Serves

6

Prep Time

30 minutes

Cook Time

10 minutes

Nutrition Information:

Per serving: 159 calories, 7 grams fat, 1 gram saturated fat, 0 mg cholesterol, 21 grams carbohydrate, 5 grams dietary fiber, 6 grams protein

Benefits:

  • Full of phytonutrients
  • Good source of fiber
  • Packed with antioxidants

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Coconut Carrot Soup

Coconut Carrot Soup

Warm and filling, this soup is perfect for a soothing meal. Carrots and sweet potatoes are high in fiber and cancer-fighting beta-carotene. Using silken tofu to thicken the soup adds healthy protein, without affecting the flavor. This soup may be an option for those with digestive issues or loss of taste. Pair this soup with a piece of crusty whole-grain bread and spinach salad to make it into a satisfying dinner.

Serves

6

Prep Time

15 minutes

Cook Time

40 minutes

Nutrition Information:

Per serving: 245 calories, 18 grams fat, 6 grams saturated fat, 0 mg cholesterol, 6 grams carbohydrate, 3 grams dietary fiber, 6 grams protein

Benefits:

  • High in fiber and beta-carotene
  • May help those with digestive issues or loss of taste
  • Warm and filling

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Why eating healthy matters

Eating healthy is about more than calories

Eating a balanced diet helps you:

  • Stay at a healthy weight
  • Maintain muscle strength
  • Get the nutrition you need

If you notice any major changes in your weight, strength, or appetite, it’s a good idea to talk to your healthcare team.

Taking charge of your health

It can feel like a chore, but paying attention to physical health is important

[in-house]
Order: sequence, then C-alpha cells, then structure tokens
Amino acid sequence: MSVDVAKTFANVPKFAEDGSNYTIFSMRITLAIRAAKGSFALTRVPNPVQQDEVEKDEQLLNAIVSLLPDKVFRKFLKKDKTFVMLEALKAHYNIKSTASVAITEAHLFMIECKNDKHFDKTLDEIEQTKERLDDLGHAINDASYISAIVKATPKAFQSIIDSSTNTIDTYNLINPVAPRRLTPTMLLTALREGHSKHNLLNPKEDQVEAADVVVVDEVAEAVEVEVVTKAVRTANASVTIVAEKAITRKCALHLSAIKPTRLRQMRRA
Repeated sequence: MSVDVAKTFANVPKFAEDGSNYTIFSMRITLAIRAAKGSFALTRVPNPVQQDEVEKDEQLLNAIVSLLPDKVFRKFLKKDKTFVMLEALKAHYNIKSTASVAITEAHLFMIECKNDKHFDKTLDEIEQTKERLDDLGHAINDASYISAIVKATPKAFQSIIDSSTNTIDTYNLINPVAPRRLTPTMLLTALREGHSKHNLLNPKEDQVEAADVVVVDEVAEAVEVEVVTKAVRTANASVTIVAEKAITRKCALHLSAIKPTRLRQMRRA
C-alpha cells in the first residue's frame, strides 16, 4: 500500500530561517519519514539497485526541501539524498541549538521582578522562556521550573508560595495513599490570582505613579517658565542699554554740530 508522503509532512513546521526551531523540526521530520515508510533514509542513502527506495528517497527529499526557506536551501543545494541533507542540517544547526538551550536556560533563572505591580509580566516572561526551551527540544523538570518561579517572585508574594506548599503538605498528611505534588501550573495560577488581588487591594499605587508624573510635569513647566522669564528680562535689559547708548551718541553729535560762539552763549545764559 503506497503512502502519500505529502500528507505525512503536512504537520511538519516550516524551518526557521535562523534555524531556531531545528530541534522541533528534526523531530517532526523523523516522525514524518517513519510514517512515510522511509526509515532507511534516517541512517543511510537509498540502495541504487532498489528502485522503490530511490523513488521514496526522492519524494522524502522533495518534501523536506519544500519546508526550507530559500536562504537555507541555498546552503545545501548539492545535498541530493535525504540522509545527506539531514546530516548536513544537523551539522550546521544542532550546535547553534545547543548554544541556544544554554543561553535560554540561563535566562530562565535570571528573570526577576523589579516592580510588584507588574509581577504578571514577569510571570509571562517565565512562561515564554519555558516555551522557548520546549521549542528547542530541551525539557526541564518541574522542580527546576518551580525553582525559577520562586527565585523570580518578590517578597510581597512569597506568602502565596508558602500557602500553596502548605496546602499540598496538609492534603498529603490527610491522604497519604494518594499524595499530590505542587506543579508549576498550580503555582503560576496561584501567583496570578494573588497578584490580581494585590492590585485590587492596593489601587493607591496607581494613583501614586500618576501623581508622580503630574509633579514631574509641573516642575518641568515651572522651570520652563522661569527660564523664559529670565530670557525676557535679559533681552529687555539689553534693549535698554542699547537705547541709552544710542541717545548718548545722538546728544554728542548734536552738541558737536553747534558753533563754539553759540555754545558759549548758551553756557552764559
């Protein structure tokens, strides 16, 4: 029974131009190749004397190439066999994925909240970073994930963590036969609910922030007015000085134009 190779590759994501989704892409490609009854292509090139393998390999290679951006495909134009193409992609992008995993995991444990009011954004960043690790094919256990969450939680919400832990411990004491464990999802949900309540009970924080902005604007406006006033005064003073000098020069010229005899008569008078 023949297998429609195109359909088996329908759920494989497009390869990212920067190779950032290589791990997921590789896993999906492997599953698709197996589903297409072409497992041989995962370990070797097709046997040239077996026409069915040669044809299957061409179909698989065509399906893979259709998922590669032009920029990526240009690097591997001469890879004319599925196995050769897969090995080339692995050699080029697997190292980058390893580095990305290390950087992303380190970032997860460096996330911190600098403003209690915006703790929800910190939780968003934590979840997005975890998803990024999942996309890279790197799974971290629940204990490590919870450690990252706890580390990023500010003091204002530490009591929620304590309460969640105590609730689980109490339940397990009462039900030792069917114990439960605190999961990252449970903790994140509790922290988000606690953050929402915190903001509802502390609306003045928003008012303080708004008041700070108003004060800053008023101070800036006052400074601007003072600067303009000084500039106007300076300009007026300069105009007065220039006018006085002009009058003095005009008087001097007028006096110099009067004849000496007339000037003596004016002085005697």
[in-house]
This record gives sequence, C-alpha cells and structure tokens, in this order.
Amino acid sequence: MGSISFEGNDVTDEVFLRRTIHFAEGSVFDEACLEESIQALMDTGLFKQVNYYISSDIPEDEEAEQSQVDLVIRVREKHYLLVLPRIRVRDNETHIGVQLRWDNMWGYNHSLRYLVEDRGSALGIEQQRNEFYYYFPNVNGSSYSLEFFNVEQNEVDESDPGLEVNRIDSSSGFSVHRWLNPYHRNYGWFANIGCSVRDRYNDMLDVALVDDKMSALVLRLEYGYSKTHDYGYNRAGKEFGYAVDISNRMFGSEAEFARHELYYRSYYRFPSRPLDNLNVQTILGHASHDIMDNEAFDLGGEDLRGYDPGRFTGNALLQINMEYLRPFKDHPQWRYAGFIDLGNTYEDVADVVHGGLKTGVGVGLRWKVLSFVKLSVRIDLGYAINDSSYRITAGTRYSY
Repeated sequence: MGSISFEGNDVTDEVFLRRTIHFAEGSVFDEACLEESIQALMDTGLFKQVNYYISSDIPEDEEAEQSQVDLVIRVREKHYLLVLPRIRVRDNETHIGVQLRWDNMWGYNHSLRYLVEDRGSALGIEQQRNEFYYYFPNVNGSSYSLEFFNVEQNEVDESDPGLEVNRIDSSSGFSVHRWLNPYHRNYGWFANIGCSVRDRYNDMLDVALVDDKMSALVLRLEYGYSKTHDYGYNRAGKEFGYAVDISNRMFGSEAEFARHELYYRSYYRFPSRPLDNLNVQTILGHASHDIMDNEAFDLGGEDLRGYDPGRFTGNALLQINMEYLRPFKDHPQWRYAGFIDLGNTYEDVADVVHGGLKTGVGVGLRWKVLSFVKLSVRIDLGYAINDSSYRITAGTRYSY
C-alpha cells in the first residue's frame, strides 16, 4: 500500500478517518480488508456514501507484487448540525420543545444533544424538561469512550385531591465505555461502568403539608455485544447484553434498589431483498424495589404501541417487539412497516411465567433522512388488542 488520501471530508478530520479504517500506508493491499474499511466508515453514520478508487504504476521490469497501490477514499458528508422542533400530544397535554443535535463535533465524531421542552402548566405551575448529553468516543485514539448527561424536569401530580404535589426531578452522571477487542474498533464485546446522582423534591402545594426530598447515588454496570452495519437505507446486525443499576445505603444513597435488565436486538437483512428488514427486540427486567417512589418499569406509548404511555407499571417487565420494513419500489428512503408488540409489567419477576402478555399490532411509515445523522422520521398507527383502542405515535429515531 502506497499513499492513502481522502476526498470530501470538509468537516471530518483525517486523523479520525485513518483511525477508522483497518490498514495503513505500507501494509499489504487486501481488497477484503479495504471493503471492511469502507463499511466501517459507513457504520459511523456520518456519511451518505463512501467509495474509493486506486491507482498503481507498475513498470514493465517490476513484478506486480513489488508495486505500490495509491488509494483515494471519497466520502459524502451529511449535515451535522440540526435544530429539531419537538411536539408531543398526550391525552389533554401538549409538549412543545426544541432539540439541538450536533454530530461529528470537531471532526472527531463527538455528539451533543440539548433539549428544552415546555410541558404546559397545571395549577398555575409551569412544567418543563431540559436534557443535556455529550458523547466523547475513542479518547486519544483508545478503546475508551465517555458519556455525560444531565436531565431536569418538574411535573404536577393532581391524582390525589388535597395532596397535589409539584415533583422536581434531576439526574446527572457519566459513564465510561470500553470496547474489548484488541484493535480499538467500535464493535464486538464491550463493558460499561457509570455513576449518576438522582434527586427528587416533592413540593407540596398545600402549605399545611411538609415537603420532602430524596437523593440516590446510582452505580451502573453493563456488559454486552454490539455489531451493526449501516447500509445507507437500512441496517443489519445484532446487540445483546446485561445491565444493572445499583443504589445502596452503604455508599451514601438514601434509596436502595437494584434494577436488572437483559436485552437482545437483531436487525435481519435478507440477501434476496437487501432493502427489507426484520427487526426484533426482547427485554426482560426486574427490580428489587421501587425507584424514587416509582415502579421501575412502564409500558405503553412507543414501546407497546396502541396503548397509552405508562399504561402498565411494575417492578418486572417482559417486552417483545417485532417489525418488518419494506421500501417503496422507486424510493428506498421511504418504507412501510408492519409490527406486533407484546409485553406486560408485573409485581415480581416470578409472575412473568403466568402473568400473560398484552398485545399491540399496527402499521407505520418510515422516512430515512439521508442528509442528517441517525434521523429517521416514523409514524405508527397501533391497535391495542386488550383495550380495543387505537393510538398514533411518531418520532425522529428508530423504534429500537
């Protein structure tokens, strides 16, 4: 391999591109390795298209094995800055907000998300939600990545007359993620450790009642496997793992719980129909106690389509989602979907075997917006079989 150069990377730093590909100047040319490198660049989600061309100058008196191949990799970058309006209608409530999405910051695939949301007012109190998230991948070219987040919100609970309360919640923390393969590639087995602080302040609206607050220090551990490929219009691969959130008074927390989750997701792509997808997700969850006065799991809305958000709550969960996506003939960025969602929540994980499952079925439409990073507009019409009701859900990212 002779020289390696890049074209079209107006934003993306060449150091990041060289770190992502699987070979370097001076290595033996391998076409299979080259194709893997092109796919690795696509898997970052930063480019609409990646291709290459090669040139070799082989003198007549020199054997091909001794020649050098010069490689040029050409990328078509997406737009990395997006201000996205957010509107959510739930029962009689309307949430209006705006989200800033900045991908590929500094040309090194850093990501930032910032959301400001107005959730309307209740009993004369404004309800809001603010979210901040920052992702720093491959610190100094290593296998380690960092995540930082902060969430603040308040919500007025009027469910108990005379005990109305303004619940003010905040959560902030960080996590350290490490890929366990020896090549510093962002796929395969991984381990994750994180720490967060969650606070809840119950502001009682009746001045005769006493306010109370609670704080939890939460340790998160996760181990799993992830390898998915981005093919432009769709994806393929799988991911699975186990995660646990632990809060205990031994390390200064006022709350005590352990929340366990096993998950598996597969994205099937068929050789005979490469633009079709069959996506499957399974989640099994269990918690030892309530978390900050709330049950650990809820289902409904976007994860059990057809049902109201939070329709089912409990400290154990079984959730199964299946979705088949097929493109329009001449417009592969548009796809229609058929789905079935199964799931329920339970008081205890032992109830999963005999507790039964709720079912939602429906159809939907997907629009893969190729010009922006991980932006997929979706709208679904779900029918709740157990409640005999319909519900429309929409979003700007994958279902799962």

Bonnie, a lung cancer survivor and longtime advocate, talks about how she adjusted her health and exercise routines to start feeling like herself again.

“The steps I took were not the right ones. I thought more sleep, more rest was the ticket to feeling better and now I tell patients: start walking.”

Eating well to stay well

Cancer can sometimes make it hard to enjoy foods that you used to love. However, there are steps you can take to give your body the nutrients and strength it needs.

Nutrition experts Susan Bratton and Jessica Iannotta offer some tips for eating healthy with cancer.

“Find foods that you can tolerate, and which taste good!”

General physical health tips

Keep it simple—small changes can make a big difference in your overall health

Cancer is a huge change for the body and the mind. But, making little changes to your daily schedule can have a huge impact.

Some cancer treatments can make it difficult to feel hungry or keep food down. A few key ways to keep a healthy weight include to:

  • Eat small, frequent meals throughout the day—ideally at least 3 meals and 2 snacks per day
  • Focus on getting enough calories and protein—choose higher-calorie meals by adding more oil, butter, cheese, nuts, gravies, and sauces
  • Choose good sources of protein, such as lean poultry, meat, eggs, fish, nuts, and beans
  • Make shakes, smoothies, and other drinks for more calories, protein, and nutrients. You can use nutrient-rich foods like fruits, vegetables, and even peanut butter
  • Talk with your healthcare team about exercises you can do to help rebuild muscle tissue that you may have lost

Avoid being too focused on the numbers on the scale. Heal by eating healthy and regaining your strength. Don’t be discouraged if it takes a little bit longer for the weight to follow!